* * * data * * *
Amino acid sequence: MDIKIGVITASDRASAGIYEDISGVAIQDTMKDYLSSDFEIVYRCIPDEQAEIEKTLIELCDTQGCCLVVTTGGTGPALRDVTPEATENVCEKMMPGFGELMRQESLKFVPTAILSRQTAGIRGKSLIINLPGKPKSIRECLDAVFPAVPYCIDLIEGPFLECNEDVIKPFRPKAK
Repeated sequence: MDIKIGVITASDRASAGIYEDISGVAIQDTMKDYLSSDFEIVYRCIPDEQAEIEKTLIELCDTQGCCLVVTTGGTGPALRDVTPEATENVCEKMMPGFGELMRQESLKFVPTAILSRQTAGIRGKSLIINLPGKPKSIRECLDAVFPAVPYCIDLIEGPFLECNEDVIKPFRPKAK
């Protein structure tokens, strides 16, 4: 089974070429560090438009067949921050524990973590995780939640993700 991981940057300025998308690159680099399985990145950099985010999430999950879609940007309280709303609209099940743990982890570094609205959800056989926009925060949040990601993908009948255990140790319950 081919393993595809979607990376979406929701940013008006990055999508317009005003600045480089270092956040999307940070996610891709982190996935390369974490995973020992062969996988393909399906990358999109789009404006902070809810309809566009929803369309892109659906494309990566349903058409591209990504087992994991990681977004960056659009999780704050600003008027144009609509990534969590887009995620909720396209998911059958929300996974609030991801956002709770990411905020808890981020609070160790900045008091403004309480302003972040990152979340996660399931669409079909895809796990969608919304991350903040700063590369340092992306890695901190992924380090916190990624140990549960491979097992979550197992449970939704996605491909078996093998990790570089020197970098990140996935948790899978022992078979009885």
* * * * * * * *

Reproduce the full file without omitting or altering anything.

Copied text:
Amino acid sequence: MDIKIGVITASDRASAGIYEDISGVAIQDTMKDYLSSDFEIVYRCIPDEQAEIEKTLIELCDTQGCCLVVTTGGTGPALRDVTPEATENVCEKMMPGFGELMRQESLKFVPTAILSRQTAGIRGKSLIINLPGKPKSIRECLDAVFPAVPYCIDLIEGPFLECNEDVIKPFRPKAK
Repeated sequence: MDIKIGVITASDRASAGIYEDISGVAIQDTMKDYLSSDFEIVYRCIPDEQAEIEKTLIELCDTQGCCLVVTTGGTGPALRDVTPEATENVCEKMMPGFGELMRQESLKFVPTAILSRQTAGIRGKSLIINLPGKPKSIRECLDAVFPAVPYCIDLIEGPFLECNEDVIKPFRPKAK
């Protein structure tokens, strides 16, 4: 089974070429560090438009067949921050524990973590995780939640993700 991981940057300025998308690159680099399985990145950099985010999430999950879609940007309280709303609209099940743990982890570094609205959800056989926009925060949040990601993908009948255990140790319950 081919393993595809979607990376979406929701940013008006990055999508317009005003600045480089270092956040999307940070996610891709982190996935390369974490995973020992062969996988393909399906990358999109789009404006902070809810309809566009929803369309892109659906494309990566349903058409591209990504087992994991990681977004960056659009999780704050600003008027144009609509990534969590887009995620909720396209998911059958929300996974609030991801956002709770990411905020808890981020609070160790900045008091403004309480302003972040990152979340996660399931669409079909895809796990969608919304991350903040700063590369340092992306890695901190992924380090916190990624140990549960491979097992979550197992449970939704996605491909078996093998990790570089020197970098990140996935948790899978022992078979009885």